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February 06, 1979 - Image 1

Resource type:
Text
Publication:
The Michigan Daily, 1979-02-06

Disclaimer: Computer generated plain text may have errors. Read more about this.

STUD ENT
EVALUATIONS
See Editorial Page

Eighty-Nine Years of Editorial Freedom

I1

TOE-TINGLER
High-mid 20's
Law-5
See Today for details

Vol. LXXXIX, No. 106 Ann Arbor, Michigan-Tuesday, February 6, 1979 Ten Cents Fourteen Pages

Farmers stage

violent protest

1

Khomeini
announces
leader of
rival gov't
TEHRAN, Iran (AP) - Ayatollah
Ruhollah Khomeini took a fateful step
in his fight for power yesterday,
naming a veteran anti-shah politician
to head a "revolutionary" regime
rivaling Iran's shaky government. He
warned the military they risk God's
wrath if they try to stop him.
The Moslem holy man called on the
people of Iran to obey the new "tran-
sitional government" of 70-year-old
Mehdi Bazargan, which is to pave the
way for an Islamic republic. He urged
them to show their support through
peaceful marches nationwide.
KHOMEINI declared the U.S.-
endorsed government of Prime
Minister Shahpour Bakhtiar "must go"
and that "all those who were identified
with this regime must go," including
Bakhtiar himself. Bakhtiar was appoin-
ted by Shah Mohammad Reza Pahlavi
before the monarch left Iran Jan. 16.
Western diplomats said Khomeini's
move heightened the danger of a con-
frontation between his revolutionary
movement and the armed forces, whose
commanders have vowed to support the
monarchy and the constitutional
government. But some, say a com-
promise is still possible.
Reacting to Khomeini's challenge,
the army sent troops into the offices of
government ministries, apparently to
maintain discipline among workers and
head off a possible takeover by the rival
group. For the third day in a row, no
political violence was reported in Iran.
KHOMEINI, who made his announce-
ment at a news conference, urged civil
servants and soldiers to cooperate with
Bazargan, and Bazargan insisted his
was not a "shadow government." He
said: "It is a real government" th'at
will oversee elections for a new repub-
lic.
But the new "prime minister,' repor-
tedly the key intermediary in secret
contacts between the two camps, also
said he does not intend to try to
physically move into the Bakhtiar
government offices.
The embattled Bakhtiar told Iranian
television that as long as the new
"government" is a "matter of words,
it's possible."
"But if it comes to action, it's a dif-
ferent thing. I will have no objection to
the announcement of a temporary
government, provided this government
plays the role of a shadow government
or future government . . . There is one
Iran and one government," he said.

DAY OF PROTEST

Tractors,
cop cars
clash in
D.C. jam
By Reuter and AP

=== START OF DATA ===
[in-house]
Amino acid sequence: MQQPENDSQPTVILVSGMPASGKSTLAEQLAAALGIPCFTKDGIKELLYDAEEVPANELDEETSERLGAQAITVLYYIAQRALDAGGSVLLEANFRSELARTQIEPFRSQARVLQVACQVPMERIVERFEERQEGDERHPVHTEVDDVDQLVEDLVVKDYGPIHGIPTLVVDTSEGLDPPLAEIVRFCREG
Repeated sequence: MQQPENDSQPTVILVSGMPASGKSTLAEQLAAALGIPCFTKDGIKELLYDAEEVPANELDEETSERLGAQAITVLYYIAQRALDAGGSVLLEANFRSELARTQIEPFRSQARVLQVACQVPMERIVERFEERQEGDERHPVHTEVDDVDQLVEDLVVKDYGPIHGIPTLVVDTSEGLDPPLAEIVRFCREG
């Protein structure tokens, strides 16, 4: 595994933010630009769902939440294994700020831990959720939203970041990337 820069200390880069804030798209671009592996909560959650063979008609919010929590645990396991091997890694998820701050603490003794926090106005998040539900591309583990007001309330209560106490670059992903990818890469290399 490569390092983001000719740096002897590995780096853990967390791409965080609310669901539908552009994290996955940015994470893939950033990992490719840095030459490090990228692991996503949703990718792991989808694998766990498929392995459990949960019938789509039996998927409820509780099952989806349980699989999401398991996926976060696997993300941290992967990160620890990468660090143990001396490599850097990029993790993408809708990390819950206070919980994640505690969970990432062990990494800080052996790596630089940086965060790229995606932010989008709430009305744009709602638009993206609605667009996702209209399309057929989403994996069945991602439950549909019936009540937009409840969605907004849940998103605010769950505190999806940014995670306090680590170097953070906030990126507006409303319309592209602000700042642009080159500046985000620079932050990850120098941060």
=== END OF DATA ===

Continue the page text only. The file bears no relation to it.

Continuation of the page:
WASHINGTON Angry farmers up-
set by prices for their farm goods
snarled morning traffic in Washington
yesterday with 2,000 tractors, but police
bottled them 'up when they' tried to
repeat the confusion in the evening rush
hour.
The farmers, who had converged on
Washington from various parts of the
United States, clashed with police in a
number of violent incidents throughout
the day and at least 16 arrests were
made.
SEVERAL FARMERS used their
tractors to ram police cars which tried
to block their way. Other tractors were
abandoned at busy street intersections
and one was set on fire.
Police used tear gas to disperse far-
mers who tried to block entrance into
the sprawling Department of
Agriculture building by chaining their
tractors together.
"We've raised enough corn, but not
enough hell!" came the battle cry, as
several cavalcades of tractors, trucks
and other farm vehicles poured into the
city for) a traffic-snarling display in.
protest of the amount of government
price supports for their crops.
POLICE ARRESTED at least eight
farmers and impounded more than' a
dozen vehicles, many of which were left
abandoned in key intersections.
Several police cruisers were ram-
med, and tifes were slashed and win-
dows broken on others. One officer was
injured when a tractor was driven over
his foot, and Police Chief Burtell Jef-
ferson, who called out his entire force,
was personally involved in a shoving
match.
BULLETIN.
ANDERSON, W.Va. (AP)-Sara
jane Moore, convicted of an
assassination attempt against then-
President Gerald Ford, has escaped
from the Federal Reformatory for
Women here, authorities said late last
night.
Marguerite Gardette, associate war-
den at the prison said Ms. Moore and
another inmate were found to be
missing during a count of inmates con-.
ducted about 9:20 p.m.
The other inmate was identified as
Marlene Martinez.

THERE WAS PROTEST in the air this weekend. Clockwise from upper left: In
Washington, D.C., police armed with gas masks and billy clubs grapple with